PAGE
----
Piezoelectric Loudspeaker

piezoelectric loudspeaker

[pē¦ā·zō·ə′lek·trik ′lau̇d‚spēk·ər]
(engineering acoustics)
McGraw-Hill Dictionary of Scientific & Technical Terms, 6E, Copyright © 2003 by The McGraw-Hill Companies, Inc.
The following article is from The Great Soviet Encyclopedia (1979). It might be outdated or ideologically biased.

Loudspeaker, Piezoelectric

 

a loudspeaker that utilizes a piezoelectric component for the conversion of electric oscillations in the audio-frequency range to mechanical vibrations. The piezoelectric loudspeakers that are most widely used have a square, flat piezoelectric component made of Rochelle salt. The apex of the cone-shaped diaphragm used as the sound emitter is affixed to the free corner of the piezoelectric component. Loudspeakers with piezoelectric elements produce poor quality sound, and their elements are not reliable. Nevertheless, because of their low cost and simple manufacture, they were produced in the USSR during the Great Patriotic War (1941–45) and the early postwar years.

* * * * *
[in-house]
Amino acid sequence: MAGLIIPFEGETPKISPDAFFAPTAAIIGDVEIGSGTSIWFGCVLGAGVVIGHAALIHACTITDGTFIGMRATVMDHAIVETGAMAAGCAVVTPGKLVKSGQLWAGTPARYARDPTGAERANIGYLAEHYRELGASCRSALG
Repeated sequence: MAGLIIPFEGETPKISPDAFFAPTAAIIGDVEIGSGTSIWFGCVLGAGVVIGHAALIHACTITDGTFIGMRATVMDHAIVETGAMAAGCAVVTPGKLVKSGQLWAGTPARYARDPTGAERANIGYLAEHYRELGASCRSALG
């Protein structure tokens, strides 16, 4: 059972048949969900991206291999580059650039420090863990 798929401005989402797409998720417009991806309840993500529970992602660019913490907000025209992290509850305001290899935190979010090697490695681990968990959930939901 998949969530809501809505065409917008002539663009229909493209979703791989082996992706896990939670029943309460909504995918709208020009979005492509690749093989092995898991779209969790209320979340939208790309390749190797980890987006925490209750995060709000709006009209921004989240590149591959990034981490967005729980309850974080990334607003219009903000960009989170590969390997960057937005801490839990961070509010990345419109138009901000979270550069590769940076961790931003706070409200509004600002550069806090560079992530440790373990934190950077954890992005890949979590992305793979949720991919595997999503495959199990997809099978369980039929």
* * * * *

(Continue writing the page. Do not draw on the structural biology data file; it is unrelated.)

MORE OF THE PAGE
The Great Soviet Encyclopedia, 3rd Edition (1970-1979). © 2010 The Gale Group, Inc. All rights reserved.
References in periodicals archive ?
The company launched its new PZ-94 piezoelectric loudspeaker which has an average sensitivity rating of 82 db.
Maxim Integrated Products' MAX9788 is said to be the industry's first mono, Class G amplifier specifically designed to drive the high capacitive load of piezoelectric loudspeakers. The device integrates an inverting charge-pump power supply, which provides up to 16 Vp-p voltage drive from a single lithium ion (Li+) battery.